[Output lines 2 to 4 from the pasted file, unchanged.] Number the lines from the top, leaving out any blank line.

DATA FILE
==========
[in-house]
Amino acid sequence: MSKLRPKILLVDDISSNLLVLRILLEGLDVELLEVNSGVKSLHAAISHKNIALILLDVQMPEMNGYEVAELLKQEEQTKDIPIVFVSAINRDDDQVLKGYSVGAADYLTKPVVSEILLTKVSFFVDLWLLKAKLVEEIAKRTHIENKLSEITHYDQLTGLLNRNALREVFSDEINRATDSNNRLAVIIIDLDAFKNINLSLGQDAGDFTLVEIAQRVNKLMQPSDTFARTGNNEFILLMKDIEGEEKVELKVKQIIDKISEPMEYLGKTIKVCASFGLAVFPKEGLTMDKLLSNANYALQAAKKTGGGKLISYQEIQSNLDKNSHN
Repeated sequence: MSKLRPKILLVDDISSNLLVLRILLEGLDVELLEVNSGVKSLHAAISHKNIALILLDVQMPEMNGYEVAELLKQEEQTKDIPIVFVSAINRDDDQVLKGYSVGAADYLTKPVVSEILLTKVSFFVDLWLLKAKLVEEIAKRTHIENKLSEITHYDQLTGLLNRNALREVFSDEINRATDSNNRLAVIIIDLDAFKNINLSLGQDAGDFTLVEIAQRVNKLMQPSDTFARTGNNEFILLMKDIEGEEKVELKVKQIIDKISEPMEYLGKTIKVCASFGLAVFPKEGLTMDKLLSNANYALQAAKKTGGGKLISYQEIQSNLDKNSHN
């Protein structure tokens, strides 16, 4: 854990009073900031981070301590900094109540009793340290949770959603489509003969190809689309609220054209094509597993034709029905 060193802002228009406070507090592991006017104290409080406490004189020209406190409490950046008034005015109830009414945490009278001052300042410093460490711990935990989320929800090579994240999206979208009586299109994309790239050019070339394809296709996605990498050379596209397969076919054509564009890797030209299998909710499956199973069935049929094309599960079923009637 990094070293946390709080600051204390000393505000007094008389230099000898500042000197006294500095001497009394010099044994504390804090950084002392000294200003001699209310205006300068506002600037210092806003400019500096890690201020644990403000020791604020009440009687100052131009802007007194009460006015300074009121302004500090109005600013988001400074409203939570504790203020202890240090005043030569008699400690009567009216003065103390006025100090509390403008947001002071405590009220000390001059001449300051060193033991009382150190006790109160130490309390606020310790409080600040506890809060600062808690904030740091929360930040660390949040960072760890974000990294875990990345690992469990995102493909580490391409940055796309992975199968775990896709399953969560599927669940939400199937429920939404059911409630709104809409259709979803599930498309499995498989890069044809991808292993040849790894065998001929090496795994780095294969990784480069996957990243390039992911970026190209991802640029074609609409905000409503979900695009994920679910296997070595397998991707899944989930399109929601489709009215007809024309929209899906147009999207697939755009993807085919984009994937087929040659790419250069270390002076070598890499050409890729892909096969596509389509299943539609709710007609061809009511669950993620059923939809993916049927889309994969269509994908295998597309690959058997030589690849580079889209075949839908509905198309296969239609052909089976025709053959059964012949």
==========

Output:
Amino acid sequence: MSKLRPKILLVDDISSNLLVLRILLEGLDVELLEVNSGVKSLHAAISHKNIALILLDVQMPEMNGYEVAELLKQEEQTKDIPIVFVSAINRDDDQVLKGYSVGAADYLTKPVVSEILLTKVSFFVDLWLLKAKLVEEIAKRTHIENKLSEITHYDQLTGLLNRNALREVFSDEINRATDSNNRLAVIIIDLDAFKNINLSLGQDAGDFTLVEIAQRVNKLMQPSDTFARTGNNEFILLMKDIEGEEKVELKVKQIIDKISEPMEYLGKTIKVCASFGLAVFPKEGLTMDKLLSNANYALQAAKKTGGGKLISYQEIQSNLDKNSHN
Repeated sequence: MSKLRPKILLVDDISSNLLVLRILLEGLDVELLEVNSGVKSLHAAISHKNIALILLDVQMPEMNGYEVAELLKQEEQTKDIPIVFVSAINRDDDQVLKGYSVGAADYLTKPVVSEILLTKVSFFVDLWLLKAKLVEEIAKRTHIENKLSEITHYDQLTGLLNRNALREVFSDEINRATDSNNRLAVIIIDLDAFKNINLSLGQDAGDFTLVEIAQRVNKLMQPSDTFARTGNNEFILLMKDIEGEEKVELKVKQIIDKISEPMEYLGKTIKVCASFGLAVFPKEGLTMDKLLSNANYALQAAKKTGGGKLISYQEIQSNLDKNSHN
């Protein structure tokens, strides 16, 4: 854990009073900031981070301590900094109540009793340290949770959603489509003969190809689309609220054209094509597993034709029905 060193802002228009406070507090592991006017104290409080406490004189020209406190409490950046008034005015109830009414945490009278001052300042410093460490711990935990989320929800090579994240999206979208009586299109994309790239050019070339394809296709996605990498050379596209397969076919054509564009890797030209299998909710499956199973069935049929094309599960079923009637 990094070293946390709080600051204390000393505000007094008389230099000898500042000197006294500095001497009394010099044994504390804090950084002392000294200003001699209310205006300068506002600037210092806003400019500096890690201020644990403000020791604020009440009687100052131009802007007194009460006015300074009121302004500090109005600013988001400074409203939570504790203020202890240090005043030569008699400690009567009216003065103390006025100090509390403008947001002071405590009220000390001059001449300051060193033991009382150190006790109160130490309390606020310790409080600040506890809060600062808690904030740091929360930040660390949040960072760890974000990294875990990345690992469990995102493909580490391409940055796309992975199968775990896709399953969560599927669940939400199937429920939404059911409630709104809409259709979803599930498309499995498989890069044809991808292993040849790894065998001929090496795994780095294969990784480069996957990243390039992911970026190209991802640029074609609409905000409503979900695009994920679910296997070595397998991707899944989930399109929601489709009215007809024309929209899906147009999207697939755009993807085919984009994937087929040659790419250069270390002076070598890499050409890729892909096969596509389509299943539609709710007609061809009511669950993620059923939809993916049927889309994969269509994908295998597309690959058997030589690849580079889209075949839908509905198309296969239609052909089976025709053959059964012949």